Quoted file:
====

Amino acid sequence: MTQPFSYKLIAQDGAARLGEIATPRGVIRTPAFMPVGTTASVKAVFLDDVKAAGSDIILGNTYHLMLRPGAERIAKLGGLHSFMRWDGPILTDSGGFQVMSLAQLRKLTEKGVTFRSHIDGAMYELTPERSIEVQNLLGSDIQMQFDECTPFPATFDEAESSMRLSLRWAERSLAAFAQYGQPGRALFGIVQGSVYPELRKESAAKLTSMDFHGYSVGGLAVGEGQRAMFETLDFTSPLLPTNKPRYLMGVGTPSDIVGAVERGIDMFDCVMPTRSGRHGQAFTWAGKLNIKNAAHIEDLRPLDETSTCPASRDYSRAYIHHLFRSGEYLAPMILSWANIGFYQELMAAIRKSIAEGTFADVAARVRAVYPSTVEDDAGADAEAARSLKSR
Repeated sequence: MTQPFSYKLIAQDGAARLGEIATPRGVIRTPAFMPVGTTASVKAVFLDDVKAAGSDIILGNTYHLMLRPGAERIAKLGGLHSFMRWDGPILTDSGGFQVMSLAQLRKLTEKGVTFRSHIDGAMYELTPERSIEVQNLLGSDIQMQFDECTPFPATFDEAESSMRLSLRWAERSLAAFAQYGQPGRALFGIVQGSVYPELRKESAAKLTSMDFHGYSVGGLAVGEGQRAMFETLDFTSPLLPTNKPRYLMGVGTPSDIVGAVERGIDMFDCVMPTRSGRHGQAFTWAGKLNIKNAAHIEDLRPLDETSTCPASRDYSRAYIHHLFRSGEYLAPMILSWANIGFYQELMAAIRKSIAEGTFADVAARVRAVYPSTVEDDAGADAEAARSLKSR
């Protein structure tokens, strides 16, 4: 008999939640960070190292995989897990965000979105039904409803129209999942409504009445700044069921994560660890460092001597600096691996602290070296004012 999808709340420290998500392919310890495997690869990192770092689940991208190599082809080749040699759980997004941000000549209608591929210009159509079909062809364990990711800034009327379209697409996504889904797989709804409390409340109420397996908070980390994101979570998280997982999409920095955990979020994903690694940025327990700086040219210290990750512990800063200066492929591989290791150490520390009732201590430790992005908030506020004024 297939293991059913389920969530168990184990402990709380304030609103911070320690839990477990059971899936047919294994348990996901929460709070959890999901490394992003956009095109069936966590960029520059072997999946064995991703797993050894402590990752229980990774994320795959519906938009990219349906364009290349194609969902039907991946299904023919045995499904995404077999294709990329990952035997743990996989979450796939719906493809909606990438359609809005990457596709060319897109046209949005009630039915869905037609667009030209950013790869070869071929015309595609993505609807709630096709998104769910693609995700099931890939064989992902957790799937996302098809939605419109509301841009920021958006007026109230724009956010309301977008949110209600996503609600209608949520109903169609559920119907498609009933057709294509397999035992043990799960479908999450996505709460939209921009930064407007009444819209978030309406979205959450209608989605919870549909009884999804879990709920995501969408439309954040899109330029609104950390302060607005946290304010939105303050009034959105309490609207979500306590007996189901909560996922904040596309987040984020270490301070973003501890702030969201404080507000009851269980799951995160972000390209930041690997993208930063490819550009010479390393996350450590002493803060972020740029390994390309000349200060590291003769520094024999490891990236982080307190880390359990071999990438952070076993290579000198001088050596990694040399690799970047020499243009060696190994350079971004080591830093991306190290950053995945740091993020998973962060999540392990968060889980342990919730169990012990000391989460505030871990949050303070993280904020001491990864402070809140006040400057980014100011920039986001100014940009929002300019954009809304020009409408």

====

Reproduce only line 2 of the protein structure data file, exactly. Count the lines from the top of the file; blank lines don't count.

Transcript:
Repeated sequence: MTQPFSYKLIAQDGAARLGEIATPRGVIRTPAFMPVGTTASVKAVFLDDVKAAGSDIILGNTYHLMLRPGAERIAKLGGLHSFMRWDGPILTDSGGFQVMSLAQLRKLTEKGVTFRSHIDGAMYELTPERSIEVQNLLGSDIQMQFDECTPFPATFDEAESSMRLSLRWAERSLAAFAQYGQPGRALFGIVQGSVYPELRKESAAKLTSMDFHGYSVGGLAVGEGQRAMFETLDFTSPLLPTNKPRYLMGVGTPSDIVGAVERGIDMFDCVMPTRSGRHGQAFTWAGKLNIKNAAHIEDLRPLDETSTCPASRDYSRAYIHHLFRSGEYLAPMILSWANIGFYQELMAAIRKSIAEGTFADVAARVRAVYPSTVEDDAGADAEAARSLKSR